that ess in 'https'
peter.davis at neustar.biz
Tue Jun 27 21:57:24 UTC 2006
On 6/27/2006 5:38 PM, "Jonathan Daugherty" <cygnus at janrain.com> wrote:
> # Might I suggest that this decision is best left to RFC 3986, which
> # lays out clearly normalization rules for URIs. Doing otherwise, I
> # think, will lead to madness and mayhem. If implementations
> # presently do not support this, than it's a problem with the
> # implementation, I think, and should be fixed there, not grafted into
> # a specification.
> The decision we're talking about isn't whether two URLs are equivalent
> in general, but whether they are the same identifier; and that is
> still an application- or protocol-level decision. I haven't claimed
> that two URLs are equivalent even if they differ only by scheme.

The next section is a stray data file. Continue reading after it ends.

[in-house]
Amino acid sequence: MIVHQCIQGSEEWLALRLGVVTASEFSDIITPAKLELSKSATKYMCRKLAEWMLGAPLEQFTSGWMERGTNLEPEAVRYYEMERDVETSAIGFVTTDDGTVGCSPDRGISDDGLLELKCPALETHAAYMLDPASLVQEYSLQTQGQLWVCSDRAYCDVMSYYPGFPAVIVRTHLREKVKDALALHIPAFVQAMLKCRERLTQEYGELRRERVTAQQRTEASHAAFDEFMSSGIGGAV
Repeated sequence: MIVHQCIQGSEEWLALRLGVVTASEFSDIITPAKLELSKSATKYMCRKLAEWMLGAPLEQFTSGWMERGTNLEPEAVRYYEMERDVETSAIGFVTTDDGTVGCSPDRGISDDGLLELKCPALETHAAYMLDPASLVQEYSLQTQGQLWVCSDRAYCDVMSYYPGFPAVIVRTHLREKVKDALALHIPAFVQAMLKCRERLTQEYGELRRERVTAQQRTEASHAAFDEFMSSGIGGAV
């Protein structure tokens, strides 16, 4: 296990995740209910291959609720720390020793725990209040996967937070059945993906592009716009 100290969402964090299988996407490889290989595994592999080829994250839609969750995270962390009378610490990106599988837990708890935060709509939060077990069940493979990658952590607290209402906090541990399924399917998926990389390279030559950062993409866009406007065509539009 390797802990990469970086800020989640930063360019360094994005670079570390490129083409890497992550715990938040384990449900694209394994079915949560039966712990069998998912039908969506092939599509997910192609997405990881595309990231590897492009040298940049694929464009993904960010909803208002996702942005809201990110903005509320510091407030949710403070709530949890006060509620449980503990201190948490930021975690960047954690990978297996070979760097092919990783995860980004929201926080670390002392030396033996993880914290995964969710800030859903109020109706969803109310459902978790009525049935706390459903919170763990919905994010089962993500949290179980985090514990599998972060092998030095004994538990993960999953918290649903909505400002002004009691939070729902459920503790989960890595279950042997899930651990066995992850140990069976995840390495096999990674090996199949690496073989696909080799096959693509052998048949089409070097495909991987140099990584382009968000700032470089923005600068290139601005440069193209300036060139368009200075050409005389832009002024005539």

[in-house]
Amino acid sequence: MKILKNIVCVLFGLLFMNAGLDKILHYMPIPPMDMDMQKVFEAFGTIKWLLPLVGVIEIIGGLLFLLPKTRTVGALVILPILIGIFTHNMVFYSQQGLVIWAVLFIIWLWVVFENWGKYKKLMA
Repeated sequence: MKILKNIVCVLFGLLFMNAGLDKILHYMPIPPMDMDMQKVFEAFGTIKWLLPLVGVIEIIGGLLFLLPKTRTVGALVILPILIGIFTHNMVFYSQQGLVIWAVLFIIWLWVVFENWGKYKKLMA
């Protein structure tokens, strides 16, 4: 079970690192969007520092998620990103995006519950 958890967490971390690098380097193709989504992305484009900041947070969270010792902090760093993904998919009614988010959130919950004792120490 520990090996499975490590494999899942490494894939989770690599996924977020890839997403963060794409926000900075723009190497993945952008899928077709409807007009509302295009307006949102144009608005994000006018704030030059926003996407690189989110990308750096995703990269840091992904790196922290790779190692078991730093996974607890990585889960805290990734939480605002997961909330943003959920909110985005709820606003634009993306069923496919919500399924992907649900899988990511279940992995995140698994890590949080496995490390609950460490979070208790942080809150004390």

I suppose I've a hard time distinguishing the difference between the
"are these two URIs equivalent?"
"are these two URIs the same identifier?"
What I _think_ you're getting at, in reality:
"are the representations located at this URI and that URI equivalent?"
And for this, I think the only sane we to determine this, is to dereference
them, and find out ;-)
After all, Yadis prescribes two possible representations at the same
resource (URI), doesn't it?
One of the points I was really trying to make, however, are all the nasty
corner cases of URI comparisons, the pitfalls as described in various RFCs
and elsewhere, and what should be considered when evaluating URI
equivalence. This thread thus far has touched on the scheme portion of the
URI, but what about % encoded values, internationalized characters in the
authority production (which registries are increasingly allowing), case
sensitivity, etc... These will all become issues at one point or another.
Other people have thought about this issue, and you should avail yourself of
=peterd ( http://xri.net/=peterd )
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